Hokota originated as a branch of the Hamamatsu flying school and specialised in training crews for attack and light bomber units with its own research department exploring tactics and types of ordinance. The distinctive insignia was a play on words with 'hoko' (meaning a long-handled Chinese spear or pike) represented by four spearhead shapes combined to resemble the character 'ta' (田 - meaning a rice field) set against a Hinomaru (sun's disc).

Image credit: © 2016 Hasegawa Corporation


Sunday, 17 July 2016

Avia Ba-33 in Japanese Army Service

For those looking for something unusual, in 2013 AZ Model released a rather neat little 1/72nd kit of the attractive Avia Ba-33 biplane fighter in Japanese Army markings. This aircraft was actually a BH-33L powered by a Skoda 450-500hp engine. In March 1930 one example of the 80 BH-33L aircraft built, s/n 1020, was sent to Manchuria as a demonstration aircraft sponsored by the Skoda Works, Shanghai, which represented the Czech Avia company in China.  Manchuria at that time was under the control of Chang Hsüeh-liang, the son of the warlord Chang Tso-lin and known as "the Young Marshal". In 1928 Chang had joined with the nationalist Kuomintang government of China and his nascent air force became the North-Eastern Air Force.

The BH-33L was assembled at Mukden (Fentien, re-named Shenyang in 1929) by Avia mechanic Vacek and then on 12 June test flown by Avia company pilot Cestmir Hanus. In October 1930 it was flown in trials for the benefit of the Headquarters of the North-Eastern Air Force with a Dewoitine D.27 and Letov S.131. Although the Avia aircraft proved superior in the trials it was disassembled and put into bonded storage in a Mukden hangar. 

On 18 September 1931 Japanese Army troops occupied Mukden and seized the airfield together with all the aircraft stored there. In October the Avia was re-assembled and re-painted with Japanese markings. It was reportedly used by the Japanese for air observation and ground attack sorties in the Qiqihar area of operations in China. Avia petitioned the Japanese government that the aircraft was Czech property and requested payment of US$30,000. Even though Marshal Chang confirmed the ownership of the aircraft the Japanese at first refused to return it or pay for it. Avia petitioned the Japanese Army command in Mukden, the Japanese Army General Staff in Tokyo, the Czech consulate in Harbin and the Czech Embassy in Japan and eventually on 17 March 1933 the Japanese Kwangtung Army accepted the claim and paid for the aircraft. Its ultimate fate is unknown.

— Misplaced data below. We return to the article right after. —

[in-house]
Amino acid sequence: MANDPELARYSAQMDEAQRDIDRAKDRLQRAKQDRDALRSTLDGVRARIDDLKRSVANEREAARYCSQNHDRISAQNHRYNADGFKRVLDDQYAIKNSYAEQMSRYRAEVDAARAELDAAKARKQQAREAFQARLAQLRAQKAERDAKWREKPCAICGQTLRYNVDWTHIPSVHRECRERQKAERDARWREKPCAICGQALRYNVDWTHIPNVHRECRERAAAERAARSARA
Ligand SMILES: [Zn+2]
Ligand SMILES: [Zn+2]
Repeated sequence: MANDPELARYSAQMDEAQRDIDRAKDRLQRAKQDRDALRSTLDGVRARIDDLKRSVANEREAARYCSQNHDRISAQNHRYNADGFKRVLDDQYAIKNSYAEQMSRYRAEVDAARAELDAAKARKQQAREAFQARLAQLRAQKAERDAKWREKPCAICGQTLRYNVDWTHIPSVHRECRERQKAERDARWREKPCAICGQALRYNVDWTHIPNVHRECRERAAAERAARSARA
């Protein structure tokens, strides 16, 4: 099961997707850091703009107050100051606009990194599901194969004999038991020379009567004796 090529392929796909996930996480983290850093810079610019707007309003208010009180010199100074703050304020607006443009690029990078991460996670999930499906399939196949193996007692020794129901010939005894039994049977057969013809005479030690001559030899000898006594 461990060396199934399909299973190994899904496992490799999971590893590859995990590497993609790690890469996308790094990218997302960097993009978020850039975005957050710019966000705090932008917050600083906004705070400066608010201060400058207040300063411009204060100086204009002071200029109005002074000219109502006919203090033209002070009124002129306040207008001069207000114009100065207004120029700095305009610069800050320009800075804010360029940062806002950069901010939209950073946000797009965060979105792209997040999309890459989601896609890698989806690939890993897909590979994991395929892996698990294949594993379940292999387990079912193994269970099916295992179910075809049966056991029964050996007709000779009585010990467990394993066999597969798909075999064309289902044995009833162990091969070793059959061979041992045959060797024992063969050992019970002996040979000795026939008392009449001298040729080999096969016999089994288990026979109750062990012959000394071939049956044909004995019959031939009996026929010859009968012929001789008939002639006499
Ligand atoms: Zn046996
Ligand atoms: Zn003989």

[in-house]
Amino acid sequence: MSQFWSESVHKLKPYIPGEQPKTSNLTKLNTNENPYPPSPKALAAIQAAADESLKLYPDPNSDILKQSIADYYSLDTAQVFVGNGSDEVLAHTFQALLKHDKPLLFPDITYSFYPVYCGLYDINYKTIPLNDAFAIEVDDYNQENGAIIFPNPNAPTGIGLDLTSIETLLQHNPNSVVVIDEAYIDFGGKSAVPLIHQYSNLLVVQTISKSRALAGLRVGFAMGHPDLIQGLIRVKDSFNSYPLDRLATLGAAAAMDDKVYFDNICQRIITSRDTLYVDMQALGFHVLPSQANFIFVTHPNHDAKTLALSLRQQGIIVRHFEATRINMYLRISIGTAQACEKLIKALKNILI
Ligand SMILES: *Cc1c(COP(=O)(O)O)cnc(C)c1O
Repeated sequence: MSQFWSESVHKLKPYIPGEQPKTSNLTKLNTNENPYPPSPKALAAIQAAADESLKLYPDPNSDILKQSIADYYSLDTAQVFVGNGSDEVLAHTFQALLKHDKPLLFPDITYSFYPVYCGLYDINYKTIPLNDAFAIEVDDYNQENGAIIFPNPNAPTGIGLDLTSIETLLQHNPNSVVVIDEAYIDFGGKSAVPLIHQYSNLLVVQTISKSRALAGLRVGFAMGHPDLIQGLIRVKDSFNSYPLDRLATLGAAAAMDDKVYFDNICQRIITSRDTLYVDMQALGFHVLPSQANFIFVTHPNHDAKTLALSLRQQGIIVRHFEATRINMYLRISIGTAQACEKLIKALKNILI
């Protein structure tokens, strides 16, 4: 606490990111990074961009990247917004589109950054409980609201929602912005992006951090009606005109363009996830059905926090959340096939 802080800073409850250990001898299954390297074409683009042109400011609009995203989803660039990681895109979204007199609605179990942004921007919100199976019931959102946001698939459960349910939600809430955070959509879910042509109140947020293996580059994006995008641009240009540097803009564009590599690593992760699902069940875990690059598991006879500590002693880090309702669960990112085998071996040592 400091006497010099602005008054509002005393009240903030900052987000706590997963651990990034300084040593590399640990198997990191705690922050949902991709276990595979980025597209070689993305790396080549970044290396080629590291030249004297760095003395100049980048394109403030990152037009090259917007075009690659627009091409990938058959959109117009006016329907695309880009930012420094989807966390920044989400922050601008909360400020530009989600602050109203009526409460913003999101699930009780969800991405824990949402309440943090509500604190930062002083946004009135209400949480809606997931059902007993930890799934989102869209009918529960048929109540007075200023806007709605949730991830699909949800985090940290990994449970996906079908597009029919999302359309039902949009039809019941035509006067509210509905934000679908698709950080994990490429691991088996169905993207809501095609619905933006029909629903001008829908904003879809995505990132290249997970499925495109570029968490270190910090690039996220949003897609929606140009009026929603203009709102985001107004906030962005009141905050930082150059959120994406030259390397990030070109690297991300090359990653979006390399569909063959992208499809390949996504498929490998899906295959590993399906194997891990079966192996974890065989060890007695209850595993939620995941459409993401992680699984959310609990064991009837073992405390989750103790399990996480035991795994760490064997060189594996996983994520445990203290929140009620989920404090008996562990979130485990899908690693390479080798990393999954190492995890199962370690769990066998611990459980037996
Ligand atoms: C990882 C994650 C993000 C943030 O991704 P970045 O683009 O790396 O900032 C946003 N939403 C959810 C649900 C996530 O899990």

The Ba-33/BH-33L demonstrator was reported to have been originally finished in the standard Czech air force colours of khaki on the upper surfaces and aluminium dope underneath. The AZ instructions show an unusual demarcation of colours around the nose which appears slightly different to that shown by the only known photograph of the aircraft at Mukden, published in the Czech magazine HPM of November 1994 (above). The Avia applied khaki appears to have been a little lighter than the usual Czech Air Force colour and is available from Agama in both enamel and acrylic paints. Whether the aircraft was really re-painted by the Japanese in the 'Japan Dark Green' suggested by AZ is uncertain but the application of the large Hinomaru to the tail surfaces was not a standard presentation and appears to be based on the Czech air force markings. In addition to the Japanese markings the kit provides two alternate schemes for a Czech and Slovak machine.

The kit is injection moulded in grey plastic with an alternative resin prop for use with this version and injection moulded clear parts for the windscreen and what appears to be some kind of gunsight in front of the windscreen (?). The moulding is sharp but the rib tapes on the wings and tail are rather prominent and would benefit from a light sanding. Armament consisted of two cowling mounted 7.7mm synchronised machine guns. Images of the sprue frame and a built-up example of the kit in its Japanese markings may be found here.

Update: Gary Lai has kindly sent a link to his blog here where he has published an old magazine image of another photograph of the assembled Avia in the hangar at Mukden. The dark tone of the image may have suggested the idea that the aircraft had been re-painted.

With special thanks to Mirek Kárník for his assistance with this article, to Gary Lai for sending the link to his blog and also acknowledging Lennart Andersson's 'A History of Chinese Aviation' (AHS of ROC 2008) as an invaluable reference source.

Image credits: Box art and profile © 2014 AZ Model; Photo © 1994 HPM magazine via Mirek Kárník; Postcard and plan images via net.